Limits and Renewals is a trilogy based on the Stanton Lectures in the Philosophy of Religion delivered at the University of Cambridge in 1986-8. In this, the second volume, Professor Clark attempts to restate a traditional philosophy of mind, drawing upon philosophical and poetic resources that are often neglected in modern and post-modern thought, and emphasizing the moral and political implications of differing `philosophies of mind and value'. He presents a study of the soul as it has traditionally been (...)
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  21.  25
    Kevin J. O'Regan, Ronald A. Rensink & James J. Clark (1999). Change Blindness as a Result of Mudsplashes. Nature 398 (6722):34-34.
  22. S. Atran, J. N. Bailenson, I. Boutet, A. Chaudhuri, H. H. Clark, J. D. Coley & J. E. Fox Tree (2002). Angrilli, A., B1. Cognition 84:363.
     
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  23.  4
    Gayle A. Buck, Vicki L. Plano Clark, Diandra Leslie‐Pelecky, Yun Lu & Particia Cerda‐Lizarraga (2008). Examining the Cognitive Processes Used by Adolescent Girls and Women Scientists in Identifying Science Role Models: A Feminist Approach. Science Education 92 (4):688-707.
  24. F. A. Waugh & V. A. Clark (1899). A Mechanico-Physiological Theory of Organic Evolution. Philosophical Review 8 (2):211-211.
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  25.  5
    John A. Clark (2015). Does Philosophy of Education Have a Future? Educational Philosophy and Theory 47 (9):863-869.
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  26.  62
    A. Clark (2005). Review: Thought in a Hostile World: The Evolution of Human Cognition. [REVIEW] Mind 114 (455):777-782.
  27.  5
    A. Clark (2006). That Lonesome Whistle: A Puzzle for the Sensorimotor Model of Perceptual Experience. Analysis 66 (1):22-25.
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  28.  10
    A. D. M. Clark (1998). ""This Officer Kept Lecturing the Wounded on What to Say Day After Day."[Perhaps This is Why When Questioned Years Later, They All Tell Exactly the Same Story.) Lt Peterson Said He Listened to the Wounded Talking Between Themselves About How the" Sydney" Had Hit Them and Had Caused Large Fires. They Spoke About the" Sydney" Starting to Come Closer After the" Kormoran" Hoisted a White Flag. [REVIEW] Inquiry 55:1.
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  29.  4
    A. Clark (2000). A Case Where Access Implies Qualia. Analysis 60 (1):30-38.
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  30.  4
    Cynthia Clark & Jill A. Brown (2015). Multinational Corporations and Governance Effectiveness: Toward a More Integrative Board. Journal of Business Ethics 132 (3):565-577.
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  31. S. A. Clark, M. S. Seidenberg & M. C. MacDonald (1999). A Probabilistic Constraints Approach to Language Acquisition and Processing-Influences of Content-Based Expectations. Cognitive Science 23 (4):569-588.
     
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  32.  4
    Richard A. Schmidt & Robert W. Christina (1969). Proprioception as a Mediator in the Timing of Motor Responses. Journal of Experimental Psychology 81 (2):303.
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  33.  3
    Mark A. Clark (2015). Learning Ethics on a Pedagogical Playground. Journal of Medical Humanities 36 (1):85-88.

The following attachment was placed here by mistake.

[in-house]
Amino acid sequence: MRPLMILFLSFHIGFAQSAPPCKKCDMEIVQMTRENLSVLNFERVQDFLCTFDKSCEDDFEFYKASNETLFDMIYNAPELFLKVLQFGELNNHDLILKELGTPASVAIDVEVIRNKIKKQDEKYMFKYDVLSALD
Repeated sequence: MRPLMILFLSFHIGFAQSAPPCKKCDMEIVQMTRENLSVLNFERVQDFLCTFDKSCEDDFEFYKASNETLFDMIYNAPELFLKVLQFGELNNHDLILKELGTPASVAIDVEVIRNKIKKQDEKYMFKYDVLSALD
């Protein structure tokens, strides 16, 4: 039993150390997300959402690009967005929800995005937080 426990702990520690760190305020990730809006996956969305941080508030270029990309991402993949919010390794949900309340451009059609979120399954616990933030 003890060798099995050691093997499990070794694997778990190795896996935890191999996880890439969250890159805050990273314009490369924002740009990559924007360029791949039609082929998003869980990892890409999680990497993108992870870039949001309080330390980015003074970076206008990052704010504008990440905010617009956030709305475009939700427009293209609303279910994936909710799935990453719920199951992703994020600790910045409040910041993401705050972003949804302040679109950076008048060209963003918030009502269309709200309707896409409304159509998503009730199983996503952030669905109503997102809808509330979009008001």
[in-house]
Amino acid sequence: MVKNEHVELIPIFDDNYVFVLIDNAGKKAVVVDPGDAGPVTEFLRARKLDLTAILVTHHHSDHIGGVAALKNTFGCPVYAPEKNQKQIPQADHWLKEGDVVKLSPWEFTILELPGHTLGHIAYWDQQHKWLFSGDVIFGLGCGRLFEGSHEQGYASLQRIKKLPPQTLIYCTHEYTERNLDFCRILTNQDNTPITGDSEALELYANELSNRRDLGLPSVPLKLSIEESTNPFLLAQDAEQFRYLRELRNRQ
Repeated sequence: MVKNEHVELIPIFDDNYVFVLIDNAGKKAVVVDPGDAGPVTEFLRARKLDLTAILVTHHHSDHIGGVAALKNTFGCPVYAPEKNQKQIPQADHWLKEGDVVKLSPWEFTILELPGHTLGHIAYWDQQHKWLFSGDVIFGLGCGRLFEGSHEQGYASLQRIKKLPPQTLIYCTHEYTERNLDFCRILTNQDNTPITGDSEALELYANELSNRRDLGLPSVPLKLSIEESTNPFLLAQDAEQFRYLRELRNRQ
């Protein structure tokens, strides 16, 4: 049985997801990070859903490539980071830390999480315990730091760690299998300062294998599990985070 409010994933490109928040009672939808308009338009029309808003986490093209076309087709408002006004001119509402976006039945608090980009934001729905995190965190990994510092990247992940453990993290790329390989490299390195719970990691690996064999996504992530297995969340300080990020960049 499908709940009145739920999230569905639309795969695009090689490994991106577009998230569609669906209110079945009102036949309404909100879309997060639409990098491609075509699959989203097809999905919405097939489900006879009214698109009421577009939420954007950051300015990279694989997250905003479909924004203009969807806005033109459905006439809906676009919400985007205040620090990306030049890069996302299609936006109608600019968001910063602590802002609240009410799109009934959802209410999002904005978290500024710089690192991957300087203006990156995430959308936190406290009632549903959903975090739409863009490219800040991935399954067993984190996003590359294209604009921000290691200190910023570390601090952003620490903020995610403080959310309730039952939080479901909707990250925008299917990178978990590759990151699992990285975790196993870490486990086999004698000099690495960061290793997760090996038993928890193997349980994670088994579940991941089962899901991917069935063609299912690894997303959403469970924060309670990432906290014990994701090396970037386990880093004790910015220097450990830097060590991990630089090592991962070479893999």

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  34.  11
    John A. Clark (1936). A Definition of the Good. Journal of Philosophy 33 (16):421-437.
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  35.  3
    William R. Clark & David A. Johnson (1970). Effects of Instructional Set on Pupillary Responses During a Short-Term Memory Task. Journal of Experimental Psychology 85 (2):315.
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  36. Teagan A. Bisbing, Christopher A. Olm, Corey T. McMillan, Katya Rascovsky, Laura Baehr, Kylie Ternes, David J. Irwin, Robin Clark & Murray Grossman (2015). Estimating Frontal and Parietal Involvement in Cognitive Estimation: A Study of Focal Neurodegenerative Diseases. Frontiers in Human Neuroscience 9.
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  37. Leigh A. Clark & Sherry J. Roberts (2010). Employer’s Use of Social Networking Sites: A Socially Irresponsible Practice. Journal of Business Ethics 95 (4):507-525.
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  38. A. Clark (1988). Fodor, J. A., "Psychosemantics: The Problem of Meaning in the Philosophy of the Mind". [REVIEW] Mind 97:605.
     
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  39. A. Clark (1982). Jurt . Georges Bernanos 1 . Tome 1 : 1926-1948. Premiere livraison. Essai de bibliographie des études en langue française consacrées à Georges Bernanos durant sa vie. [REVIEW] Revue Belge de Philologie Et D’Histoire 60 (3):709-710.
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  40. Peter A. Clark (2009). Prejudice and the Medical Profession: A Five-Year Update. Journal of Law, Medicine and Ethics 37 (1):118-133.
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  41. Peter A. Clark (2011). Death with Dignity: Ethical and Practical Considerations for Caregivers of the Terminally Ill. University of Scranton Press.
    End-of-life issues and questions are complex and frequently cause confusion and anxiety. In _Death with Dignity_,_ _theologian, medical ethicist, and pastoral caregiver Peter A. Clark examines numerous issues that are pertinent to patients, family members, and health care professionals, including physiology, consciousness, the definition of death, the distinction between extraordinary and ordinary means, medical futility, “Do Not Resuscitate” orders, living wills, power of attorney, pain assessment and pain management, palliative and hospice care, the role of spirituality in end-of-life care, (...)